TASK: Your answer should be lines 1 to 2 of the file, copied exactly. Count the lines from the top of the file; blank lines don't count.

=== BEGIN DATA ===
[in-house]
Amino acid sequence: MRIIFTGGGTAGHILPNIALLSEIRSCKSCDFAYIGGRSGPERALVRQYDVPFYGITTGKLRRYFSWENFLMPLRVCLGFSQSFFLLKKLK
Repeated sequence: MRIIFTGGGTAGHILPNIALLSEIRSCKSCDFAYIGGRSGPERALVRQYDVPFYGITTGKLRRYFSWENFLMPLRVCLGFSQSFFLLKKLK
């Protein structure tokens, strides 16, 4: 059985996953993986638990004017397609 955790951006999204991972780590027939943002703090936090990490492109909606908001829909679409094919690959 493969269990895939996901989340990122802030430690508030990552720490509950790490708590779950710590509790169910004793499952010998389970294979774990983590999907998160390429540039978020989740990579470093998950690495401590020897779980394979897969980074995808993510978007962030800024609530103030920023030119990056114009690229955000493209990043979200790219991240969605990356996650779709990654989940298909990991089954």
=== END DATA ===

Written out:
[in-house]
Amino acid sequence: MRIIFTGGGTAGHILPNIALLSEIRSCKSCDFAYIGGRSGPERALVRQYDVPFYGITTGKLRRYFSWENFLMPLRVCLGFSQSFFLLKKLK